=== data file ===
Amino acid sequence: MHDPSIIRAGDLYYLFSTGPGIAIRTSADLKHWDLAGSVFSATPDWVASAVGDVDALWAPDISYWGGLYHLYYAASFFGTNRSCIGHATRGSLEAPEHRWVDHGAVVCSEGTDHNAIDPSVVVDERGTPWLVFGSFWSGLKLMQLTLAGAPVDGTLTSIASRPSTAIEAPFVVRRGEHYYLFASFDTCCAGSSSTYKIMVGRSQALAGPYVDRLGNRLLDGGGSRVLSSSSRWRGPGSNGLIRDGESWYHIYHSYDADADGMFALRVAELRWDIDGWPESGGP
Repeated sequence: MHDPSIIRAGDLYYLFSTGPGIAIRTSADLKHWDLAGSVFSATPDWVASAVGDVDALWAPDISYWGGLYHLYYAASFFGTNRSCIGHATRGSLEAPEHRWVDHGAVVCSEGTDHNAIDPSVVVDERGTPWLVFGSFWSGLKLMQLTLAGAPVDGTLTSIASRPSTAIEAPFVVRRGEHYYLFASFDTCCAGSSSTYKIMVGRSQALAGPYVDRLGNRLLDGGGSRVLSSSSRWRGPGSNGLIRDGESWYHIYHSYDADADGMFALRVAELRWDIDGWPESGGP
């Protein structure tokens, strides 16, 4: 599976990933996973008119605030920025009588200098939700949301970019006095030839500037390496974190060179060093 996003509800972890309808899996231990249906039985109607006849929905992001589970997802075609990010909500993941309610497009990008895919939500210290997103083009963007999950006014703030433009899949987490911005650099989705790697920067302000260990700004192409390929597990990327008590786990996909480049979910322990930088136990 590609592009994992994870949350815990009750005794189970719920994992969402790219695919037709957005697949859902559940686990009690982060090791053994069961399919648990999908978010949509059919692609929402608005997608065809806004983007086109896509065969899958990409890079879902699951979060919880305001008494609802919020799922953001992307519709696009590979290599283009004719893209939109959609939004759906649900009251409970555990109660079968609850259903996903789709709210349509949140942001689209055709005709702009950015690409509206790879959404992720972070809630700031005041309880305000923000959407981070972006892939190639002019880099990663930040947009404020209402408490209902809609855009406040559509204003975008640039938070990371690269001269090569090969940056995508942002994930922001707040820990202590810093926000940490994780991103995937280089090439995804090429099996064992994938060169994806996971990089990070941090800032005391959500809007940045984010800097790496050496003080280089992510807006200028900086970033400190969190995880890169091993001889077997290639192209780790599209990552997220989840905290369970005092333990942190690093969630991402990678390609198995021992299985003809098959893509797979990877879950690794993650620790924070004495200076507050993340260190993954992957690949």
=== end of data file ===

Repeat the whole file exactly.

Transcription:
Amino acid sequence: MHDPSIIRAGDLYYLFSTGPGIAIRTSADLKHWDLAGSVFSATPDWVASAVGDVDALWAPDISYWGGLYHLYYAASFFGTNRSCIGHATRGSLEAPEHRWVDHGAVVCSEGTDHNAIDPSVVVDERGTPWLVFGSFWSGLKLMQLTLAGAPVDGTLTSIASRPSTAIEAPFVVRRGEHYYLFASFDTCCAGSSSTYKIMVGRSQALAGPYVDRLGNRLLDGGGSRVLSSSSRWRGPGSNGLIRDGESWYHIYHSYDADADGMFALRVAELRWDIDGWPESGGP
Repeated sequence: MHDPSIIRAGDLYYLFSTGPGIAIRTSADLKHWDLAGSVFSATPDWVASAVGDVDALWAPDISYWGGLYHLYYAASFFGTNRSCIGHATRGSLEAPEHRWVDHGAVVCSEGTDHNAIDPSVVVDERGTPWLVFGSFWSGLKLMQLTLAGAPVDGTLTSIASRPSTAIEAPFVVRRGEHYYLFASFDTCCAGSSSTYKIMVGRSQALAGPYVDRLGNRLLDGGGSRVLSSSSRWRGPGSNGLIRDGESWYHIYHSYDADADGMFALRVAELRWDIDGWPESGGP
């Protein structure tokens, strides 16, 4: 599976990933996973008119605030920025009588200098939700949301970019006095030839500037390496974190060179060093 996003509800972890309808899996231990249906039985109607006849929905992001589970997802075609990010909500993941309610497009990008895919939500210290997103083009963007999950006014703030433009899949987490911005650099989705790697920067302000260990700004192409390929597990990327008590786990996909480049979910322990930088136990 590609592009994992994870949350815990009750005794189970719920994992969402790219695919037709957005697949859902559940686990009690982060090791053994069961399919648990999908978010949509059919692609929402608005997608065809806004983007086109896509065969899958990409890079879902699951979060919880305001008494609802919020799922953001992307519709696009590979290599283009004719893209939109959609939004759906649900009251409970555990109660079968609850259903996903789709709210349509949140942001689209055709005709702009950015690409509206790879959404992720972070809630700031005041309880305000923000959407981070972006892939190639002019880099990663930040947009404020209402408490209902809609855009406040559509204003975008640039938070990371690269001269090569090969940056995508942002994930922001707040820990202590810093926000940490994780991103995937280089090439995804090429099996064992994938060169994806996971990089990070941090800032005391959500809007940045984010800097790496050496003080280089992510807006200028900086970033400190969190995880890169091993001889077997290639192209780790599209990552997220989840905290369970005092333990942190690093969630991402990678390609198995021992299985003809098959893509797979990877879950690794993650620790924070004495200076507050993340260190993954992957690949």